So to sum it up, this trip has been a bit different for me on the photography side. Even though we have visited here many times, I was able to make the photography interesting and challenging. The amount of pictures has dropped from other visits but I did shoot every day and enjoyed other activities as well. Now I have to get home and get ready for Hong Kong and Bangkok in 3 weeks. That is going to be very interesting.
The cameras I had on this trip were the Fujifilm X100S and the Fujifilm X-Pro1. The X100S has a 23mm lens and for the X-Pro1, I brought all my lenses for it. The 14mm, 18mm, 35mm, and 60mm.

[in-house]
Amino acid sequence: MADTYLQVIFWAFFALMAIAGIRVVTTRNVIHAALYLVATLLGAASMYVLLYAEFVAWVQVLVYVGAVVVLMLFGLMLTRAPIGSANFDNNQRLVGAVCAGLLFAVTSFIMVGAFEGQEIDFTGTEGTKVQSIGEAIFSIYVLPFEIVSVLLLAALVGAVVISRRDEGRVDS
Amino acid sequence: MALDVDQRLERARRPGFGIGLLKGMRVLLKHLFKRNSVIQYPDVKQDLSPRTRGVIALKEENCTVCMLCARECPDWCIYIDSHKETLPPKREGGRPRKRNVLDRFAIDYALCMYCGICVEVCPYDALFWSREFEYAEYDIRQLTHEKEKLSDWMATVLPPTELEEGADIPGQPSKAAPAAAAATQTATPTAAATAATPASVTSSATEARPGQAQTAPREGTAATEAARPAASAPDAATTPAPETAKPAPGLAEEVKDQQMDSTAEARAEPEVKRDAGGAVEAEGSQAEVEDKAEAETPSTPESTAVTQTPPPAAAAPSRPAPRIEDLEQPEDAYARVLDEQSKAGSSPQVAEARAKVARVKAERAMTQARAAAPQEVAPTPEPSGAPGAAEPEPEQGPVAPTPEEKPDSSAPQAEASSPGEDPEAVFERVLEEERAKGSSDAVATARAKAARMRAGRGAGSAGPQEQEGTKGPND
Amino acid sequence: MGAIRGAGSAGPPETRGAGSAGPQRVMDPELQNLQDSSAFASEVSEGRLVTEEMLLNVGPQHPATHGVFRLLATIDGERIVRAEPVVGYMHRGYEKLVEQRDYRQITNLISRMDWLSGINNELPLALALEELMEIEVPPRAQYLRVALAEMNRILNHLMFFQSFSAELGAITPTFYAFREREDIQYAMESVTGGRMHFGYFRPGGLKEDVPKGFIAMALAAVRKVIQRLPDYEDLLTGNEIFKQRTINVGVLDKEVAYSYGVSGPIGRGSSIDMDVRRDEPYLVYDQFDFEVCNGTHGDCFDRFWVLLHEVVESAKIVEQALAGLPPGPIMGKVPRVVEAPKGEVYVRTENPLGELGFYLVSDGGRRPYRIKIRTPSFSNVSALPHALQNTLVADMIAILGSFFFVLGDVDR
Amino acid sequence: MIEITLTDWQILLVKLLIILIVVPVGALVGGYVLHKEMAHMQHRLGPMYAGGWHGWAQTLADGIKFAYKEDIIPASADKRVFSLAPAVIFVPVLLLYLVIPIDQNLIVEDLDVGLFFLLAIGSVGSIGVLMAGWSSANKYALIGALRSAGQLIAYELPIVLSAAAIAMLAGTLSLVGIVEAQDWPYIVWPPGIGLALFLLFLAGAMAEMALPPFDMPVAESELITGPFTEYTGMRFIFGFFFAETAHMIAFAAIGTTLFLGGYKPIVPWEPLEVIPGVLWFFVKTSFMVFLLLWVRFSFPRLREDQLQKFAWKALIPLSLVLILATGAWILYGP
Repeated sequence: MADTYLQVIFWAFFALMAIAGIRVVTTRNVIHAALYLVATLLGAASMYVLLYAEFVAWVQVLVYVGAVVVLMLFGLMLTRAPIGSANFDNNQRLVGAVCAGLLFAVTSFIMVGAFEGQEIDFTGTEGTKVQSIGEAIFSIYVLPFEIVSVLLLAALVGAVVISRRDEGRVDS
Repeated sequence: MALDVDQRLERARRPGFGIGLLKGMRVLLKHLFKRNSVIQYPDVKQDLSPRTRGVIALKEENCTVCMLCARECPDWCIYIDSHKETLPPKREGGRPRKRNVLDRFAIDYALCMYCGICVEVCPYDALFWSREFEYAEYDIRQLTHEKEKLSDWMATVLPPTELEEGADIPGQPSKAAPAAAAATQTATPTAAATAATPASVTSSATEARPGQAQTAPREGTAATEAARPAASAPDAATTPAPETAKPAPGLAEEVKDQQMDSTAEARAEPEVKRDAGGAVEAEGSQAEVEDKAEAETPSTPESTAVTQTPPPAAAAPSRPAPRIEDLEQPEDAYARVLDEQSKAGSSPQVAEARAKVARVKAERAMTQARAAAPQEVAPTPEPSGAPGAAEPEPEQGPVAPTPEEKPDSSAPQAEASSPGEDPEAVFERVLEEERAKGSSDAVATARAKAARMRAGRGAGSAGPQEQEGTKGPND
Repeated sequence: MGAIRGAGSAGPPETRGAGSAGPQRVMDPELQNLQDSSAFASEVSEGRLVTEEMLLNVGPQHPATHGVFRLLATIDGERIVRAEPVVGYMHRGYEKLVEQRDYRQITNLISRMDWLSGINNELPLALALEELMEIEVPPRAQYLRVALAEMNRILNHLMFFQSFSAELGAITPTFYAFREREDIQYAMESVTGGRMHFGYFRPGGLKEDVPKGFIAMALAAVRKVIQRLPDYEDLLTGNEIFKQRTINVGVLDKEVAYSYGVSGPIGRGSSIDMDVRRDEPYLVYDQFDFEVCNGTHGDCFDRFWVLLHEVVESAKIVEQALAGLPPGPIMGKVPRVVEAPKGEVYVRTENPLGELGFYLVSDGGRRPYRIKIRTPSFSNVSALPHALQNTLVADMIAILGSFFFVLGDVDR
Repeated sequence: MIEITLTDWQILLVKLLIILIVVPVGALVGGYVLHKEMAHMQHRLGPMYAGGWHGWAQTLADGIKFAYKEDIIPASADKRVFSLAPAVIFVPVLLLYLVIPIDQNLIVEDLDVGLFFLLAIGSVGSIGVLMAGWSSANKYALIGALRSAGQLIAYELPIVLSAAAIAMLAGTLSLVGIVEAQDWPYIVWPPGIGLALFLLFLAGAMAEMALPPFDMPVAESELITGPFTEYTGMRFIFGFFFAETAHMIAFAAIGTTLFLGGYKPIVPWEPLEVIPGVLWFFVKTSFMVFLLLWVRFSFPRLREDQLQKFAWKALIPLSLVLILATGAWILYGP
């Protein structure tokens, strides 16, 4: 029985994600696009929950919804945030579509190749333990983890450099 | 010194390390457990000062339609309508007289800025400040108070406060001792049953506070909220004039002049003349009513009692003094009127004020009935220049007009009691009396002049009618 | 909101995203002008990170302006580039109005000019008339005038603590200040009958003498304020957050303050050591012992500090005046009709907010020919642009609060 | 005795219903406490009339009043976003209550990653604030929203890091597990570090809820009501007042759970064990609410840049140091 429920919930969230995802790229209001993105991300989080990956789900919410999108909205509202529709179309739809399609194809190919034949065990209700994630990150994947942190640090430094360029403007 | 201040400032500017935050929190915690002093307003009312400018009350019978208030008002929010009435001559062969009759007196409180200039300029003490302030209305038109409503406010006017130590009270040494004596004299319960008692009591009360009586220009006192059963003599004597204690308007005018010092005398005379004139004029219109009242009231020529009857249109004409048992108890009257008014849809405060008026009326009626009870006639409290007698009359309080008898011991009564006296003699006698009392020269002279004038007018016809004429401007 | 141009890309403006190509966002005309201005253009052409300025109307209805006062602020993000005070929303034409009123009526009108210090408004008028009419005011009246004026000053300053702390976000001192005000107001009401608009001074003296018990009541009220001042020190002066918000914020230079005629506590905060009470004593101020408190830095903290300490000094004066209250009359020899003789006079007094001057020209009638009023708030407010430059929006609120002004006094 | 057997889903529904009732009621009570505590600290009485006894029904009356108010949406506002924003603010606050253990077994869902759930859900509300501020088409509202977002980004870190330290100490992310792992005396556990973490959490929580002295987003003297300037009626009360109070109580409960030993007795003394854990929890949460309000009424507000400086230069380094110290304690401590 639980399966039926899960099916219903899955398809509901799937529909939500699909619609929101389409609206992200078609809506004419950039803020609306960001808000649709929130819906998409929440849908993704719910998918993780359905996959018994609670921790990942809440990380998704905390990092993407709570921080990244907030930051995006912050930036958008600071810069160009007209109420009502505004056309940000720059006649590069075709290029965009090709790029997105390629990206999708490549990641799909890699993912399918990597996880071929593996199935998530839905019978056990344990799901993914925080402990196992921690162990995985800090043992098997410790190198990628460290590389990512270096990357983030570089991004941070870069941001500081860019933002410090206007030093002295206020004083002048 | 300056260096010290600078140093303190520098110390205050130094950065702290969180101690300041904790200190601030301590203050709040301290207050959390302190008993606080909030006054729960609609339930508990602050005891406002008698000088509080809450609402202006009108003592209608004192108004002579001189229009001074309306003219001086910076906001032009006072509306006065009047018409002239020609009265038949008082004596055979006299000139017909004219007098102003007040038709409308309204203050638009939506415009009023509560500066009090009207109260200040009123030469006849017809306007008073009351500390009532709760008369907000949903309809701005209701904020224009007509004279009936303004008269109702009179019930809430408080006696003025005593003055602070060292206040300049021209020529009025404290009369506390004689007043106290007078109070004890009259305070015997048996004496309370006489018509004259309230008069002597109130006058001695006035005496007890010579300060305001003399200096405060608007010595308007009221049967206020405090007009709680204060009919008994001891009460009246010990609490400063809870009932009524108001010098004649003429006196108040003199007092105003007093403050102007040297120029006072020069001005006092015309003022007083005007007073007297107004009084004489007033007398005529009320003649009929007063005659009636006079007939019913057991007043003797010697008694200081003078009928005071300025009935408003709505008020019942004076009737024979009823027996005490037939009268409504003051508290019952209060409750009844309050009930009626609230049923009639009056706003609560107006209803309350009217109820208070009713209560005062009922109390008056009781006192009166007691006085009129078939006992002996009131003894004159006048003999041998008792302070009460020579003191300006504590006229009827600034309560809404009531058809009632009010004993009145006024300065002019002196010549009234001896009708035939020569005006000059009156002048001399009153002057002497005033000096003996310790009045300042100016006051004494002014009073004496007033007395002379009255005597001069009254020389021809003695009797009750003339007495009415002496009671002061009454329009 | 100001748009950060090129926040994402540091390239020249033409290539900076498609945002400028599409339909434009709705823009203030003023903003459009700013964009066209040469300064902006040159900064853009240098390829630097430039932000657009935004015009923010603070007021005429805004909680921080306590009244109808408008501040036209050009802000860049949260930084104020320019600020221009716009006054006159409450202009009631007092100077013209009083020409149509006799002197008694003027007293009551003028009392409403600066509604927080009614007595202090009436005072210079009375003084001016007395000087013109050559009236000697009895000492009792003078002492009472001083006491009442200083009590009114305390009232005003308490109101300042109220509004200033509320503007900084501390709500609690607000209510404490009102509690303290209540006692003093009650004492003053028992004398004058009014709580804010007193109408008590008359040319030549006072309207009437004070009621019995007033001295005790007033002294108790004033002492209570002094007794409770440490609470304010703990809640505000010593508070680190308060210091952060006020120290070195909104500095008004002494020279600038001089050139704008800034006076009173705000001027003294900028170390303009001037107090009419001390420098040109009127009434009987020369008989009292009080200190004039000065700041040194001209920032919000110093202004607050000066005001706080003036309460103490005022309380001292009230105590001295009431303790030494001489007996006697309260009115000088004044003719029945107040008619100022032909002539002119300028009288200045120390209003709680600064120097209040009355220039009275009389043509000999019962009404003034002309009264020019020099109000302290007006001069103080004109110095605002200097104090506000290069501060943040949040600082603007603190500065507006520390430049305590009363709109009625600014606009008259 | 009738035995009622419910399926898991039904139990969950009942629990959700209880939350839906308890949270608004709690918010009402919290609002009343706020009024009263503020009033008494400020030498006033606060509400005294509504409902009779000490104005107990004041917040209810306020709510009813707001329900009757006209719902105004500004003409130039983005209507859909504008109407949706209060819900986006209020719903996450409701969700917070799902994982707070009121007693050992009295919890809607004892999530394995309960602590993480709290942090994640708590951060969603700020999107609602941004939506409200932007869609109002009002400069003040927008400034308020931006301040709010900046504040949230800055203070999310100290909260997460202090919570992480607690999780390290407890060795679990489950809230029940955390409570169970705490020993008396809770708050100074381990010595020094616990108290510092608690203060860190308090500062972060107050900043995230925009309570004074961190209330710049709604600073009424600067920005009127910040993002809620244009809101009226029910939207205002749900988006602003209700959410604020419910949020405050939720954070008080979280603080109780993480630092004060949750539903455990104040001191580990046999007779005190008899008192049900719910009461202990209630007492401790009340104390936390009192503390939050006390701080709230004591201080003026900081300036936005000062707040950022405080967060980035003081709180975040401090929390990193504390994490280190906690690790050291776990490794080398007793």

One thing we do a lot of is walking when we travel. By walking, we can take our time and stop at the places that interest us. We can also explore areas off the beaten path, so to speak, and discover areas less frequented by the regular crowds. With the photography that I like to do, getting away from the main tourist thoroughfares is important to get some ‘real life scenes’ type of photographs. I love the common, everyday, what people do type of shots that can be difficult to find in the high tourist traffic areas. This means I have to do a lot of exploring off the beaten track. Prior to our trip to Europe, we spent a lot of time researching Paris and London to get an idea of where we would like to visit. Being that this was our first trip to these cities, the locations, for the most part, were the popular tourist areas. We did choose hotels in each city that were well located for seeing the popular attractions as well as easy access to the city transit systems, the Metro of Paris and the Tube in London. I also researched the use of these and the first thing we did in Paris was buy a 10 pack of tickets and in London, an oyster card. We didn’t even use up the 10 tickets in Paris even though we were out exploring every day, rain or shine. Our hotel was about a 10 minute walk to The Louvre museum and only a couple of blocks away from the Tuileries Gardens. From here we could walk to many different areas that we wanted to see. In London, our hotel was right beside St Paul’s Cathedral, about a 15 min walk to the Thames River Walkway. We were also a 5 min walk to the St Paul’s Tube station where we could easily travel to areas of the city that were too far to walk to where, after a brief tube ride, we could wander at our leisure and have lots of time to do so. The great part about walking to a set destination is that you find many different interesting places along the way. For the most part, I don’t pay attention to the time when wondering around. I rarely have a set time for any place that I have to worry about so if I detour for a while, I’m not messing up a schedule. Many of my favorite shots were taken during the journey to a destination, not the destination itself. There have been occasions where we have booked a tour to get a good idea of the different areas of a city and we could then revisit locations that interested us and explore further at our leisure. We did this in Havana and Puerto Vallarta. Unfortunately, we did not have enough time in Havana to revisit some of the areas that we would have liked to but someday hope to return there and do so. We have visited Puerto Vallarta many times now and are very comfortable getting around there but still make new discoveries with every trip. Many of the side streets and small markets that are great for photography would have remained unknown if we hadn’t done a lot of walking around. In Havana, part of our city tour was a walking tour of Old Havana but it was done at a quick pace and there are many areas that I would love to revisit and explore off the path we took. I guess my suggestion for less experienced travelers would be to book a city tour early during your visit, make note of places you see that you would like to explore, then get out there and walk lots. Check out anything that looks interesting. Most important of all, don’t leave your hotel without your camera.